Laird falls as McIlroy exits
Scotland's Martin Laird tumbled out of the lead just as world number one Rory McIlroy was crashing out of golf's richest event again on Friday.
Joint overnight leader with Ian Poulter - one of the late starters in the second round of the Players Championship at Sawgrass - Laird made further good progress until he came to the famed closing stretch.
The Glaswegian found the water with his second shot to the long 16th and then hit a shocking tee shot on the short 17th to find the same lake.
They cost him a bogey six and a double bogey five and the sad finish was complete when he left a chip well short on the last and bogeyed again.
It meant a one over par 73 to go with his brilliant opening 65 and, having fallen from 10 under par to six under, he was suddenly two behind new pacesetter Zach Johnson, round in 66 even with a closing bogey.
McIlroy, who two years ago revealed his dislike of the Pete Dye-designed lay-out, was resigned to missing the halfway cut for the third successive time in the £5.8million tournament after a 76 left him four over.
The 23-year-old, expecting so much more of himself this time after being in a play-off at Quail Hollow last Sunday, started his round with a 17-foot birdie putt.
But that was as good as things got. He bogeyed the short 13th, had to settle for par on the 16th after also going in the drink and then dropped further strokes at the 18th, first and fourth.
His exit opened the door to Luke Donald and Lee Westwood to take over the number one spot again and both head into the weekend on three under.
Whether Tiger Woods was in the field with them remained to be seen. He resumed just after Poulter on two over.
Laird said: "That's what this course will do to you. I got a bit greedy with a four-iron to the 16th - it was a stupid shot - and was between clubs at the 17th.
"A nine-iron was too much and a wedge not enough, but I didn't hit it real solid and the wind got it. It was a bad shot.
"But as big a car crash as I just had I'm still well in it. I'd have taken my position before the start."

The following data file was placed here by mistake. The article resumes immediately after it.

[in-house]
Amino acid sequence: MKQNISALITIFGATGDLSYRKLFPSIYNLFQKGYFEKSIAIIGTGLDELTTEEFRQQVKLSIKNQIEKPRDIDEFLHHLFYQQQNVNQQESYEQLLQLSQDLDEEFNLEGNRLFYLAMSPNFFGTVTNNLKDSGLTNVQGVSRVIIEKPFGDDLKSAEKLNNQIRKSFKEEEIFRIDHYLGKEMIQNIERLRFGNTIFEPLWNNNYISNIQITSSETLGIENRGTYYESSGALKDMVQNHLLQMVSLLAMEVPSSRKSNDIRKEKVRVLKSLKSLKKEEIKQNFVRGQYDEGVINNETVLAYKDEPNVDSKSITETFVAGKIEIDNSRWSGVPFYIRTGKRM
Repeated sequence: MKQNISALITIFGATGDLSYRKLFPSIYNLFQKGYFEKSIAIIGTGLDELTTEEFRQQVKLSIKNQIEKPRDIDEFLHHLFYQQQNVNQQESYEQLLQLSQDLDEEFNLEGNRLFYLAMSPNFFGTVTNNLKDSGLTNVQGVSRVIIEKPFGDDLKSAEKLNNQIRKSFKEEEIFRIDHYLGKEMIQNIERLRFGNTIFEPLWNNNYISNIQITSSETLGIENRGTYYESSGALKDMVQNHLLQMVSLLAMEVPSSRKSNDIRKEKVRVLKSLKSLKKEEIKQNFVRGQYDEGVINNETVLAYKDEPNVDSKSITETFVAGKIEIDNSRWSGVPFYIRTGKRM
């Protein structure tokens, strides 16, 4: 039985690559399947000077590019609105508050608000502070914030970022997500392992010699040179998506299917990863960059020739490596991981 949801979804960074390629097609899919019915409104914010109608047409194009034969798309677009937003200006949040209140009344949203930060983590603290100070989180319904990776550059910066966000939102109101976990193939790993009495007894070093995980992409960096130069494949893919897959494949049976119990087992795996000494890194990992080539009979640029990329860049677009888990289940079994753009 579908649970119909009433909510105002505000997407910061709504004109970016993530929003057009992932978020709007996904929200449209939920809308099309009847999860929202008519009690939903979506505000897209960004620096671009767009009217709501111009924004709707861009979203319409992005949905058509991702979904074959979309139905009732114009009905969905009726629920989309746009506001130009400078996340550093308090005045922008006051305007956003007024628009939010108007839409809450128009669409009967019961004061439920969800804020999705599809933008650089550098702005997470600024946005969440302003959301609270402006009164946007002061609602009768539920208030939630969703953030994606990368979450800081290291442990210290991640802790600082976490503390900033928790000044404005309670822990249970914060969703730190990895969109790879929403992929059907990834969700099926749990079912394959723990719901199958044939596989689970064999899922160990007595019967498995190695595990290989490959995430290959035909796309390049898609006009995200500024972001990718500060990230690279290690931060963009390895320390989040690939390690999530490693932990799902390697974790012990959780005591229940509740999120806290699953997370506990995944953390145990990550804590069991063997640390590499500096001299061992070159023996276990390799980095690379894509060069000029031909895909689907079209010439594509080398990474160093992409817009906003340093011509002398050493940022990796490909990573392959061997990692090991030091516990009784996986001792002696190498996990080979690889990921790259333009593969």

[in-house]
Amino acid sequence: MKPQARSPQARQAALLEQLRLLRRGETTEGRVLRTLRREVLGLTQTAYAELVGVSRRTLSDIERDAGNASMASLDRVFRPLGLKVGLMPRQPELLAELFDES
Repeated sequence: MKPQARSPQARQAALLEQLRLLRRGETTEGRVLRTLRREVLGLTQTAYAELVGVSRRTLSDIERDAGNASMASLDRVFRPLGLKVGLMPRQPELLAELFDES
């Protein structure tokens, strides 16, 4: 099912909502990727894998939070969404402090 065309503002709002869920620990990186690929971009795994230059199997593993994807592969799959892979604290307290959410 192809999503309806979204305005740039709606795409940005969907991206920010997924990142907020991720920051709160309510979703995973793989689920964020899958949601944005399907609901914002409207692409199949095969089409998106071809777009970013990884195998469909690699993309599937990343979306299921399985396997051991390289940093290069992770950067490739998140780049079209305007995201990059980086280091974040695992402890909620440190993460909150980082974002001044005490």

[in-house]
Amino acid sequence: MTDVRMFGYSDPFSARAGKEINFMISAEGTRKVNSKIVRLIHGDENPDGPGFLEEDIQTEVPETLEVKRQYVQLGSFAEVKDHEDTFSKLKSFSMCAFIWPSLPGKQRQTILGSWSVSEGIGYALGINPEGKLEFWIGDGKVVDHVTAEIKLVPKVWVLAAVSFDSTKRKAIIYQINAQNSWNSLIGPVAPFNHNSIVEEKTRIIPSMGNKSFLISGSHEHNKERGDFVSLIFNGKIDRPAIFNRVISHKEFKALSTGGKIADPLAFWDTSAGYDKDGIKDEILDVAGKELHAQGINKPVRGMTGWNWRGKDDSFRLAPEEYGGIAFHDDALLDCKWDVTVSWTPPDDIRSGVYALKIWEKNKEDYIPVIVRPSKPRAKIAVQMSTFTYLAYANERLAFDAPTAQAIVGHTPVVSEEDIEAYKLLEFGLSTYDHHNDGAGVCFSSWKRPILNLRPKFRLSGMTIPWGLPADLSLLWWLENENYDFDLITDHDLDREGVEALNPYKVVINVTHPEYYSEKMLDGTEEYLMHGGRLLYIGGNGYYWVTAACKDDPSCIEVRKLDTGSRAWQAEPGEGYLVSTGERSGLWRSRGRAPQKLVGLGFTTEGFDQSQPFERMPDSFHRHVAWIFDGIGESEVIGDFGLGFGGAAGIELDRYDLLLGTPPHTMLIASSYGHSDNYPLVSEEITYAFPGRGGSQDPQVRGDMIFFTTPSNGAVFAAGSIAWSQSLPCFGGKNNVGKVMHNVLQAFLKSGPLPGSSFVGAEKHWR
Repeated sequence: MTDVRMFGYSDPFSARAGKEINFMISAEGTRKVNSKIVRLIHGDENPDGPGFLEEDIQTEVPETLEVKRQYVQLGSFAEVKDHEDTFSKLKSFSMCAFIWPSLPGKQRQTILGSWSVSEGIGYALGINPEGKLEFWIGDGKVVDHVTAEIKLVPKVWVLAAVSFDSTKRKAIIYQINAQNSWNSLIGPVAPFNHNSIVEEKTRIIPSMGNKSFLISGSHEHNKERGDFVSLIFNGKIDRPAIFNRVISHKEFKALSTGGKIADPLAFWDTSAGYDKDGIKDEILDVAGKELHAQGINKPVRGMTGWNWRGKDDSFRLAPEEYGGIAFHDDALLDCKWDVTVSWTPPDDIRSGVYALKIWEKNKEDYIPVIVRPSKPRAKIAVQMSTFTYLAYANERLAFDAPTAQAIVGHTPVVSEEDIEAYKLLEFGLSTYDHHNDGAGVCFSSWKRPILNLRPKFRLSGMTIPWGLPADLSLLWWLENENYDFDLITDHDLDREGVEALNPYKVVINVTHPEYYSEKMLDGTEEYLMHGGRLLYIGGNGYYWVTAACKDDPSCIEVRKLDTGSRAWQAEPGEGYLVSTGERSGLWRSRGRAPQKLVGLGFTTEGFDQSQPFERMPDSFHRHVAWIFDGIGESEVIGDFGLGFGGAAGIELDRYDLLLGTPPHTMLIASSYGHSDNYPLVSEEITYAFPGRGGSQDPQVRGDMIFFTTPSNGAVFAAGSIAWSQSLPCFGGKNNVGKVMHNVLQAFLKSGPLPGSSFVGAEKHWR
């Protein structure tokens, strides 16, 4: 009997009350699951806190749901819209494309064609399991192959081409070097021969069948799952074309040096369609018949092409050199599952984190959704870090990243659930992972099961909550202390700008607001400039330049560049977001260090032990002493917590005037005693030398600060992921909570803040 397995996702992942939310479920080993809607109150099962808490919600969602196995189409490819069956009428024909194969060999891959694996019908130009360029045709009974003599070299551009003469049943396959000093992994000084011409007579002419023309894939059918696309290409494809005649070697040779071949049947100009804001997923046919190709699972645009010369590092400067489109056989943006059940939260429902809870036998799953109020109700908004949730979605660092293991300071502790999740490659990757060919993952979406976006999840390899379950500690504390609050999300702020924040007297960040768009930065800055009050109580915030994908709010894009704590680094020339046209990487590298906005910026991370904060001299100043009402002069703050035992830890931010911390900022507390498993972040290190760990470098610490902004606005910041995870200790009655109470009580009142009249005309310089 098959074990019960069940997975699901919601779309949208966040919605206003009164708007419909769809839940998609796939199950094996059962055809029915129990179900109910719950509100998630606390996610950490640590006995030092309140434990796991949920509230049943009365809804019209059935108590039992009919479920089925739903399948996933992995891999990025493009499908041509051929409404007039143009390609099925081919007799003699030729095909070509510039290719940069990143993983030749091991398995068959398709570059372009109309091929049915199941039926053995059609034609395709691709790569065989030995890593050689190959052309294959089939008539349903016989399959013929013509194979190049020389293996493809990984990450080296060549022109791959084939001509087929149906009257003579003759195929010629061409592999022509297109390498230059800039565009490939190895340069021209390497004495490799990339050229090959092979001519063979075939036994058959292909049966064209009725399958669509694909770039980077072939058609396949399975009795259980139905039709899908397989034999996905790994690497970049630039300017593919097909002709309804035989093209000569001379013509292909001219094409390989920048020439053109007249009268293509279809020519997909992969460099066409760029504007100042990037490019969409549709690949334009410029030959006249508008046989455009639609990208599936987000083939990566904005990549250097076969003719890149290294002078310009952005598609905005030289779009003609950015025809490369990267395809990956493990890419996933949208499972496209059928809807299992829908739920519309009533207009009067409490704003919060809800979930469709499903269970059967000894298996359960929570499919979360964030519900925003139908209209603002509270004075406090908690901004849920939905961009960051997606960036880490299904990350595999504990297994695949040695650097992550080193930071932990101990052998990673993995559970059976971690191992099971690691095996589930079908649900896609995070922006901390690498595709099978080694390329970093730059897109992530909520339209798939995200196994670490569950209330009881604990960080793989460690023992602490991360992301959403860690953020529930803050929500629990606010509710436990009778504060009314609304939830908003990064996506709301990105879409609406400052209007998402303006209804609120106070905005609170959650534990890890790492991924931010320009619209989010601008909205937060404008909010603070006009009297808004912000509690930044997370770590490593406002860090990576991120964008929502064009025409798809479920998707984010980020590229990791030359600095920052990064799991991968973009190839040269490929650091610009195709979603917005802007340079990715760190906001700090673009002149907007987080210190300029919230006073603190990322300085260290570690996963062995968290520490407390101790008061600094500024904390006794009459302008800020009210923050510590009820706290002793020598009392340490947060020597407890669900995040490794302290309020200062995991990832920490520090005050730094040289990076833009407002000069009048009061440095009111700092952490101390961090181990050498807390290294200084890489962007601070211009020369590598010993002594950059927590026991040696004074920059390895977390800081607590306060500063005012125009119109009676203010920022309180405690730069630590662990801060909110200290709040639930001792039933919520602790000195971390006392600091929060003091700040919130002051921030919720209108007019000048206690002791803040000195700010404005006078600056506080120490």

Donald eagled the 16th and second, first hitting a five-iron to six feet and then making a 20-footer, but then undid some of his good work before a closing birdie on the ninth.
"It could have been a special round," he said. "I threw in a couple of bad swings, but 69 is not a bad score.
"I am quietly optimistic. I think this course is only to get tougher and eight or nine under could be a good score come Sunday."
Westwood, who also birdied the ninth for a 70, said: "I didn't play as well as yesterday, but shot one better - that's golf.
"I'm playing all right. I like this course and it suits me.
"I suppose three under is in touch. Hopefully it will firm up and the greens will get quicker."
Laird and Poulter were not the only British golfers high up the leaderboard. London's Brian Davis, based in the States like Laird, was six under playing the last.
But McIlroy's fellow Irishman Graeme McDowell, who led by three late in the third round last year, was in danger of missing by one on one over.
As Poulter and Harrington - three under teeing off again - set off with double bogey sixes McIlroy made hasty plans to fly straight back home.
"There's something about this course I can't quite get to grips with," he said. "It's disappointing - I'm not going to lie.
"I've been playing well for the last 12 months. This is my first missed cut for a year.
"I'll get ready now for the big tournaments coming up."
Next is the BMW PGA Championship at Wentworth in a fortnight and his US Open defence is little more than a month away.
He vowed to return next May to try again - last year he skipped the event - but said: "I'm a visual player and I struggle to see the tee shots required here."
Davis bogeyed the last like so many before him, but was in a tie for second place two behind Johnson.
Poulter, who had missed the green and three-putted on the 10th, pulled his tee shot into the water on the 13th and double-bogeyed again to be five behind Johnson.
With the wind picking up, the cut was moving towards one over - and that was where Woods moved to with a six-foot birdie putt on the fourth after three opening pars.
He was up from 100th overnight to 77th, with the top 70 and ties going through at the end of the day.
Poulter managed only 40 for the back nine and had fallen to joint 18th alongside Donald and Westwood.
Woods gave a shot back on the fifth, but produced a superlative birdie at the fiendishly difficult 237-yard eighth, hitting his tee shot to 10 feet.
He was in a greenside bunker for two at the downwind long ninth, splashed out to six feet and made it for a second successive birdie.
Out in 34 he was inside the cut mark at level par, but still had nine to play.
Harrington, meanwhile, was one under with seven to go and had some tough holes to come on the front nine.